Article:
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GB2009931A (en) * 1977-12-09 1979-06-20 Solartron Electronic Group Improvements relating to the measurement of fluid density
GB2034895A (en) * 1978-10-02 1980-06-11 Dresser Ind Equivalent standard volume correction systems for gas meters
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GB2093998A (en) * 1981-01-23 1982-09-08 Yokogawa Electric Works Ltd Vibration-type density meter
EP0101669A2 (en) * 1982-08-19 1984-02-29 Asulab S.A. Measuring device using a temperature-compensated piezoelectric resonator
US4526480A (en) * 1983-06-21 1985-07-02 Quartztronics, Inc. Fluid density temperature measurement apparatus and method

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US4574639A (en) * 1983-06-21 1986-03-11 Quartztronics, Inc. Pressure force measurement apparatus and method

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Publication number Priority date Publication date Assignee Title
GB1065280A (en) * 1965-03-22 1967-04-12 Power Jets Res & Dev Ltd Device for sensing changes in density of a gas
GB1178587A (en) * 1966-12-23 1970-01-21 Pintsch Bamag Ag Improvements in or relating to Devices Incorporating Elongatable Sealed Member-Containing Devices
DE2456751A1 (en) * 1974-11-30 1976-08-12 Hofmann Dieter Dr Phil Nat Variable convertor for gas vol measurement - has no moving parts and suitable for very slight temp and pressure variations
DE2633859A1 (en) * 1976-07-28 1978-02-02 Hofmann Dieter Dr Phil Nat Electronic flowmeter transducer using comparison gas volume - converts pressure into oscillations of wire which are measured and counted
GB2009931A (en) * 1977-12-09 1979-06-20 Solartron Electronic Group Improvements relating to the measurement of fluid density
GB2034895A (en) * 1978-10-02 1980-06-11 Dresser Ind Equivalent standard volume correction systems for gas meters
US4297872A (en) * 1979-01-11 1981-11-03 Yokogawa Electric Works, Ltd. Vibration type transducer
GB2093998A (en) * 1981-01-23 1982-09-08 Yokogawa Electric Works Ltd Vibration-type density meter
EP0101669A2 (en) * 1982-08-19 1984-02-29 Asulab S.A. Measuring device using a temperature-compensated piezoelectric resonator
US4526480A (en) * 1983-06-21 1985-07-02 Quartztronics, Inc. Fluid density temperature measurement apparatus and method

Cited By (24)

* Cited by examiner, † Cited by third party
Publication number Priority date Publication date Assignee Title
US5339051A (en) * 1991-12-09 1994-08-16 Sandia Corporation Micro-machined resonator oscillator
DE9416564U1 (en) * 1994-10-14 1996-02-15 Pector Gmbh Apparatus for determining the composition of gas mixtures
US7165883B2 (en) * 1999-08-06 2007-01-23 Pgi International, Ltd. Temperature sensing device for metering fluids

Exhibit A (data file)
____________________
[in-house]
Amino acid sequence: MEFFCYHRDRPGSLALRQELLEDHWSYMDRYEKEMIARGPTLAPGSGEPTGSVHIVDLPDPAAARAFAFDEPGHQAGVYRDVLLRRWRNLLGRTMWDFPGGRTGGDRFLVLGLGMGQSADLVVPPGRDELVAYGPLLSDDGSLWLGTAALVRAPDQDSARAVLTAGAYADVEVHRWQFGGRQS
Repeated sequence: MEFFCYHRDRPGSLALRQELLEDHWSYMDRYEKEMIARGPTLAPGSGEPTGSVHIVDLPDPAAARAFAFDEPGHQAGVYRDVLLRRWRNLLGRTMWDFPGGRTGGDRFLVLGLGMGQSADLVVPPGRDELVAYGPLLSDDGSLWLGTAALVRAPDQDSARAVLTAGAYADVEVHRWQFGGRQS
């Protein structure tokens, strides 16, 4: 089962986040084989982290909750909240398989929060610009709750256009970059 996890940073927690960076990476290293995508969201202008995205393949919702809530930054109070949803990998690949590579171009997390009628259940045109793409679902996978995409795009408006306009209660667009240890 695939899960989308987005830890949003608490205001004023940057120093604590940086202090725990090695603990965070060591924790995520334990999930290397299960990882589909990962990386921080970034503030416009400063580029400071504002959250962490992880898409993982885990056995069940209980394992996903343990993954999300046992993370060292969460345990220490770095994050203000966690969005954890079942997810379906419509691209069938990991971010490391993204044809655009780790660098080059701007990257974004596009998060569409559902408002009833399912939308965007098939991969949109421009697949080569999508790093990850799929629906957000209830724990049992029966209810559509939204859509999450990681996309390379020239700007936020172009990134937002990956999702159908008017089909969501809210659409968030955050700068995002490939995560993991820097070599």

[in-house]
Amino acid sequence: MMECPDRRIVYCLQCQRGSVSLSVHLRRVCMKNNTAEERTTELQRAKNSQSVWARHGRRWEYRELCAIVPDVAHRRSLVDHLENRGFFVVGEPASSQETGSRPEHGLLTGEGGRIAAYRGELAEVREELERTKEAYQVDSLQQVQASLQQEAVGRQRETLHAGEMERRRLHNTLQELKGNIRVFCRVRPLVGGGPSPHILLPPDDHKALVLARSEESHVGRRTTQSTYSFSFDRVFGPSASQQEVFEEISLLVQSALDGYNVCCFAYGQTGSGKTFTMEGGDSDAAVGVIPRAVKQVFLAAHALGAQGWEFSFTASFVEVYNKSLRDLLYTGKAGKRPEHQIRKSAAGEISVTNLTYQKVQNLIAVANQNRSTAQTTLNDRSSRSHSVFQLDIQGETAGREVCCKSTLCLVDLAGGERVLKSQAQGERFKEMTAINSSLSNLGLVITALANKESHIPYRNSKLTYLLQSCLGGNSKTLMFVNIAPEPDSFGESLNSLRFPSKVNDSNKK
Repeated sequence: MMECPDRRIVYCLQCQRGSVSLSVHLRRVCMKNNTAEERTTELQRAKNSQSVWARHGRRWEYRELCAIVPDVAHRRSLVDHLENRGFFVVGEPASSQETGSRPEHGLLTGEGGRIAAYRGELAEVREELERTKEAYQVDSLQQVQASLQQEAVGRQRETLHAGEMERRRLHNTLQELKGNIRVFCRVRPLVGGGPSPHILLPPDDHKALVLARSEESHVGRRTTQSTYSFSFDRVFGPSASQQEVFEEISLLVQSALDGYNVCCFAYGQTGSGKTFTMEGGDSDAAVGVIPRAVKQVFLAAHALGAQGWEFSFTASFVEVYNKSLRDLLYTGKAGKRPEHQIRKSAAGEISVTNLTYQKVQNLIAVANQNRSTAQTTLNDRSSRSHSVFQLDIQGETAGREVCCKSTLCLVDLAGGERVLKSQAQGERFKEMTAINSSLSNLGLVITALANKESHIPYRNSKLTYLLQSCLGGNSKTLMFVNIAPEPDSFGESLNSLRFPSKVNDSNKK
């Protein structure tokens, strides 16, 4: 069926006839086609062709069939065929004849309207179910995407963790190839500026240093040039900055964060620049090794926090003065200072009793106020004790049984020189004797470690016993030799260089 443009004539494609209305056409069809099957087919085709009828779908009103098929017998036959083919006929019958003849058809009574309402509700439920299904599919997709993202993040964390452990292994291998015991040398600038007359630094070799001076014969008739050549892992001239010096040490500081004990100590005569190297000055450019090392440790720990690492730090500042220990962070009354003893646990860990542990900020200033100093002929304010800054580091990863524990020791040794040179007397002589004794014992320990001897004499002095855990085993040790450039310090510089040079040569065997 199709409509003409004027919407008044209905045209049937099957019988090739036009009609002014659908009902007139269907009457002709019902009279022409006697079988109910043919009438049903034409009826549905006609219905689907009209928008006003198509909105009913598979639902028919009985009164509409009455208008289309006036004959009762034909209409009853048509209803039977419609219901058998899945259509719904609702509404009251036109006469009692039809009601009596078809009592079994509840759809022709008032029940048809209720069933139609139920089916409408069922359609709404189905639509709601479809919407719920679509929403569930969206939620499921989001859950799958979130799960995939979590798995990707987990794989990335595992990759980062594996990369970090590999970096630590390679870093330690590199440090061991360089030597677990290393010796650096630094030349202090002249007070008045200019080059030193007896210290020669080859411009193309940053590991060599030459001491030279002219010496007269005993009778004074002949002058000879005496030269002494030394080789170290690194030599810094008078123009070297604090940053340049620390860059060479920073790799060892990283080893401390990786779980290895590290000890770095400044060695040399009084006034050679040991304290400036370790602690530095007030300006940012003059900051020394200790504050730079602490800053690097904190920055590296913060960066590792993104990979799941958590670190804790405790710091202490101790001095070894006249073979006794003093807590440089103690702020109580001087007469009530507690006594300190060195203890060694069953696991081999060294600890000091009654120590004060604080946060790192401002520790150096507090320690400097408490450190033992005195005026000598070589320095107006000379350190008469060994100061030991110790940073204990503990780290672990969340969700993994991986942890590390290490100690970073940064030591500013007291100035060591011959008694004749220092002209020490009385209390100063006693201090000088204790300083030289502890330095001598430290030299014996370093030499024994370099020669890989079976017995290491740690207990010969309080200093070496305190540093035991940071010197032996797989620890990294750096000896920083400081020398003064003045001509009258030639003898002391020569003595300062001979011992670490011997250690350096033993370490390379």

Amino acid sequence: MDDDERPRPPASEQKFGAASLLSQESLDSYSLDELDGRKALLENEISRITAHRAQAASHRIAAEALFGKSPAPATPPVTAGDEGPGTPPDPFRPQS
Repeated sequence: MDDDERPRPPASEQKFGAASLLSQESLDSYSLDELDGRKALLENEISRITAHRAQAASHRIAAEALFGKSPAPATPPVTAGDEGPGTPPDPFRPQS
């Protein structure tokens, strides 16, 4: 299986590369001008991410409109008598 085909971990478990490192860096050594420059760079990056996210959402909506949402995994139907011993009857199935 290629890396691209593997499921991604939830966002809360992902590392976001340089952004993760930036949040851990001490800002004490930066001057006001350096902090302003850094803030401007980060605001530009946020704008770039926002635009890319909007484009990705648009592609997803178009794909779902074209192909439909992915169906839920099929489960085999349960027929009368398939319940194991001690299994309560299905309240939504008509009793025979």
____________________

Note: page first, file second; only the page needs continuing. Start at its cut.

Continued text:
US6352361B1 (en) 1999-08-06 2002-03-05 Pgi International Temperature sensing device for metering fluids
US6390670B1 (en) 1999-08-06 2002-05-21 Pgi International Ltd. Temperature sensing device for metering fluids
US6485175B1 (en) 1999-08-06 2002-11-26 Pgi International, Ltd. Temperature sensing device for metering fluids
US20050038172A1 (en) * 1999-08-06 2005-02-17 Nimberger Spencer M. Temperature sensing device for metering fluids
US6598481B1 (en) * 2000-03-30 2003-07-29 Halliburton Energy Services, Inc. Quartz pressure transducer containing microelectronics
WO2001075410A1 (en) * 2000-03-30 2001-10-11 Halliburton Energy Services Quartz pressure transducer containing microelectronics
US20080185142A1 (en) * 2007-02-07 2008-08-07 Halliburton Energy Services, Inc. Downhole transducer with adjacent heater
US7784350B2 (en) 2007-02-07 2010-08-31 Halliburton Energy Services, Inc. Downhole transducer with adjacent heater
CN102472671B (en) 2009-09-03 2014-07-02 罗斯蒙特公司 Thermowell vibration frequency diagnostic
US20110054822A1 (en) * 2009-09-03 2011-03-03 Rosemount Inc. Thermowell vibration frequency diagnostic
WO2011028220A3 (en) * 2009-09-03 2011-04-28 Rosemount Inc. Thermowell vibration frequency diagnostic
CN102472671A (en) * 2009-09-03 2012-05-23 罗斯蒙德公司 Thermowell vibration frequency diagnostic
WO2011028220A2 (en) * 2009-09-03 2011-03-10 Rosemount Inc. Thermowell vibration frequency diagnostic
US8737244B2 (en) 2010-11-29 2014-05-27 Rosemount Inc. Wireless sensor network access point and device RF spectrum analysis system and method
US9755129B2 (en) 2011-06-29 2017-09-05 Rosemount Inc. Integral thermoelectric generator for wireless devices
DE102012100728A1 (en) * 2012-01-30 2013-08-01 Endress + Hauser Gmbh + Co. Kg Device for determining and / or monitoring at least one process variable
US9188488B2 (en) * 2013-03-14 2015-11-17 Rosemount Inc. Vibration detection in thermowells
CN104165664B (en) * 2014-08-22 2017-06-20 辽宁毕托巴科技有限公司 Manitoba completed the integration of the mass flow meter
CN104236657A (en) * 2014-10-16 2014-12-24 辽宁毕托巴科技有限公司 Pitot mass flowmeter
US9752911B2 (en) 2014-12-29 2017-09-05 Concentric Meter Corporation Fluid parameter sensor and meter
WO2016166610A3 (en) * 2015-04-14 2016-11-24 Rheonics Gmbh Temperature compensated density viscosity sensor having a resonant sensing element

Also Published As

Publication number Publication date Type
GB8719105D0 (en) 1987-09-16 grant
EP0311238A1 (en) 1989-04-12 application
DE3869720D1 (en) 1992-05-07 grant
GB2208011A (en) 1989-02-15 application
GB8818328D0 (en) 1988-09-07 grant
ES2030171T3 (en) 1992-10-16 grant
JPS6459125A (en) 1989-03-06 application
EP0311238B1 (en) 1992-04-01 grant
GB2208011B (en) 1991-09-04 grant